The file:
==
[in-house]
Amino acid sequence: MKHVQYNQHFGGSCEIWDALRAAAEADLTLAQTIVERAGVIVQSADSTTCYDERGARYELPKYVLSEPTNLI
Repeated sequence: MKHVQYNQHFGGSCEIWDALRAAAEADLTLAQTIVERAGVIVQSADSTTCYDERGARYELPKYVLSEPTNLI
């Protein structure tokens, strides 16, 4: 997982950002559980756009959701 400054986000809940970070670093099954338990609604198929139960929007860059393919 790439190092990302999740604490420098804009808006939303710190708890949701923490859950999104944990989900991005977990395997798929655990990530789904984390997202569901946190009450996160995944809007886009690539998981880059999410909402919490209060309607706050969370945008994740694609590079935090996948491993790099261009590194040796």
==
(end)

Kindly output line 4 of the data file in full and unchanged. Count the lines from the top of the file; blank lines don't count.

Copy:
């Protein structure tokens, strides 16, 4: 997982950002559980756009959701 400054986000809940970070670093099954338990609604198929139960929007860059393919 790439190092990302999740604490420098804009808006939303710190708890949701923490859950999104944990989900991005977990395997798929655990990530789904984390997202569901946190009450996160995944809007886009690539998981880059999410909402919490209060309607706050969370945008994740694609590079935090996948491993790099261009590194040796």